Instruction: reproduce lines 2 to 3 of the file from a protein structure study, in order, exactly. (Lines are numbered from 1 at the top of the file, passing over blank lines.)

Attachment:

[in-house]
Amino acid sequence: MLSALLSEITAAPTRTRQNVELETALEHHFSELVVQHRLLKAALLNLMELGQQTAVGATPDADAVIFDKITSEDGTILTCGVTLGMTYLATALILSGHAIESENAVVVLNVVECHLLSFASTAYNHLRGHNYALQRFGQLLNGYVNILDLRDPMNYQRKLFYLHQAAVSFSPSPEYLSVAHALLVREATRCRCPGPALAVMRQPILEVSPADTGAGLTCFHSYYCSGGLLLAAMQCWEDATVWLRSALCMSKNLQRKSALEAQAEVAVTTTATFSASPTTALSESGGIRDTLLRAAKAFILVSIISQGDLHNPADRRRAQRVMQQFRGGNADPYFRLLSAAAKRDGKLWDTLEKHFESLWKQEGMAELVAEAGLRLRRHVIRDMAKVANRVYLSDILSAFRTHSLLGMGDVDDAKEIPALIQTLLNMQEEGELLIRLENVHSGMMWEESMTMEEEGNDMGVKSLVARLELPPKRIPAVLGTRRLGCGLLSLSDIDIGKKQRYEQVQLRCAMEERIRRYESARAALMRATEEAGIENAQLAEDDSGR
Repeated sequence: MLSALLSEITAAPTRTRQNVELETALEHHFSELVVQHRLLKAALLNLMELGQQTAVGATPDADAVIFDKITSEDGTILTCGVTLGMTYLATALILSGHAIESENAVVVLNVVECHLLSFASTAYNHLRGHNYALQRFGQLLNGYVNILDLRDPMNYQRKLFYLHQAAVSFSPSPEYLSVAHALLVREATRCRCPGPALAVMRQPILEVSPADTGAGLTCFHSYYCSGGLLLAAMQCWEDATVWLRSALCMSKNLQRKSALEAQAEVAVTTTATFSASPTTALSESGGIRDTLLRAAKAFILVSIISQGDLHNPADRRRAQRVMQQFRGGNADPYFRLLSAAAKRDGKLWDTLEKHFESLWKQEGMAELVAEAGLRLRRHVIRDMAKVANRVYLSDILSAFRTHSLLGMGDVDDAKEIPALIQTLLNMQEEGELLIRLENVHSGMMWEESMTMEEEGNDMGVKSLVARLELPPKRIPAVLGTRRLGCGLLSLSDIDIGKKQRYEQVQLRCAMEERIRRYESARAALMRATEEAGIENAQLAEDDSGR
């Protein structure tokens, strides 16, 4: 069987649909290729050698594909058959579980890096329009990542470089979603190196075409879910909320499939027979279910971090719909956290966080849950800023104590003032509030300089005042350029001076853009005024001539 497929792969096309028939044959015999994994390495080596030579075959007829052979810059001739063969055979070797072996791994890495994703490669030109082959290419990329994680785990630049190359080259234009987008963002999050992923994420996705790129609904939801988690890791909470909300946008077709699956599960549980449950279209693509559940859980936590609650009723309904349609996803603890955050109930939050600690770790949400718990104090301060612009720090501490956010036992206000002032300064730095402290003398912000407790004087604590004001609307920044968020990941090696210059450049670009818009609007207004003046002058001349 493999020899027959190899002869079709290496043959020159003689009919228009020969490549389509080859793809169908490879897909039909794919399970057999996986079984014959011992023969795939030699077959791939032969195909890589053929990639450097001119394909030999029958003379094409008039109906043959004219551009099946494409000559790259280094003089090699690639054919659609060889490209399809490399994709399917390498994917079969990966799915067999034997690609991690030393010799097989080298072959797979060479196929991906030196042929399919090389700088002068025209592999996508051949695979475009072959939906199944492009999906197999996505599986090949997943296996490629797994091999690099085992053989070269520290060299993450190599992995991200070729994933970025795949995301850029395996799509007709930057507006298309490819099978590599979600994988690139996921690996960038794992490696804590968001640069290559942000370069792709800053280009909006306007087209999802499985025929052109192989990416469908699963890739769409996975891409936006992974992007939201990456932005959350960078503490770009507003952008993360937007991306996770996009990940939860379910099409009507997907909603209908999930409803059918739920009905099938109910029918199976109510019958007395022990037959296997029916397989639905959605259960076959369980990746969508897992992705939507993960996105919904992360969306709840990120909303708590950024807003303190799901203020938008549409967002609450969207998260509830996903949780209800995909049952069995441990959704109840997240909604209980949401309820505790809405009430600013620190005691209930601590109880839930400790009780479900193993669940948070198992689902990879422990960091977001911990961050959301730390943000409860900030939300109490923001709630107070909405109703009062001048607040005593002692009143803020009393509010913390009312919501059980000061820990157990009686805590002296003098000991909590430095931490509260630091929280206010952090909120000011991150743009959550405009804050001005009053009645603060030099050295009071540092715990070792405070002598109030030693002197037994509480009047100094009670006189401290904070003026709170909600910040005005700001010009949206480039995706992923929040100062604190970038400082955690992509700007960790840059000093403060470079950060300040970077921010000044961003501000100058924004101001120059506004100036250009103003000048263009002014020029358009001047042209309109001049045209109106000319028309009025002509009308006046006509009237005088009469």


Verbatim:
Amino acid sequence: MLSALLSEITAAPTRTRQNVELETALEHHFSELVVQHRLLKAALLNLMELGQQTAVGATPDADAVIFDKITSEDGTILTCGVTLGMTYLATALILSGHAIESENAVVVLNVVECHLLSFASTAYNHLRGHNYALQRFGQLLNGYVNILDLRDPMNYQRKLFYLHQAAVSFSPSPEYLSVAHALLVREATRCRCPGPALAVMRQPILEVSPADTGAGLTCFHSYYCSGGLLLAAMQCWEDATVWLRSALCMSKNLQRKSALEAQAEVAVTTTATFSASPTTALSESGGIRDTLLRAAKAFILVSIISQGDLHNPADRRRAQRVMQQFRGGNADPYFRLLSAAAKRDGKLWDTLEKHFESLWKQEGMAELVAEAGLRLRRHVIRDMAKVANRVYLSDILSAFRTHSLLGMGDVDDAKEIPALIQTLLNMQEEGELLIRLENVHSGMMWEESMTMEEEGNDMGVKSLVARLELPPKRIPAVLGTRRLGCGLLSLSDIDIGKKQRYEQVQLRCAMEERIRRYESARAALMRATEEAGIENAQLAEDDSGR
Repeated sequence: MLSALLSEITAAPTRTRQNVELETALEHHFSELVVQHRLLKAALLNLMELGQQTAVGATPDADAVIFDKITSEDGTILTCGVTLGMTYLATALILSGHAIESENAVVVLNVVECHLLSFASTAYNHLRGHNYALQRFGQLLNGYVNILDLRDPMNYQRKLFYLHQAAVSFSPSPEYLSVAHALLVREATRCRCPGPALAVMRQPILEVSPADTGAGLTCFHSYYCSGGLLLAAMQCWEDATVWLRSALCMSKNLQRKSALEAQAEVAVTTTATFSASPTTALSESGGIRDTLLRAAKAFILVSIISQGDLHNPADRRRAQRVMQQFRGGNADPYFRLLSAAAKRDGKLWDTLEKHFESLWKQEGMAELVAEAGLRLRRHVIRDMAKVANRVYLSDILSAFRTHSLLGMGDVDDAKEIPALIQTLLNMQEEGELLIRLENVHSGMMWEESMTMEEEGNDMGVKSLVARLELPPKRIPAVLGTRRLGCGLLSLSDIDIGKKQRYEQVQLRCAMEERIRRYESARAALMRATEEAGIENAQLAEDDSGR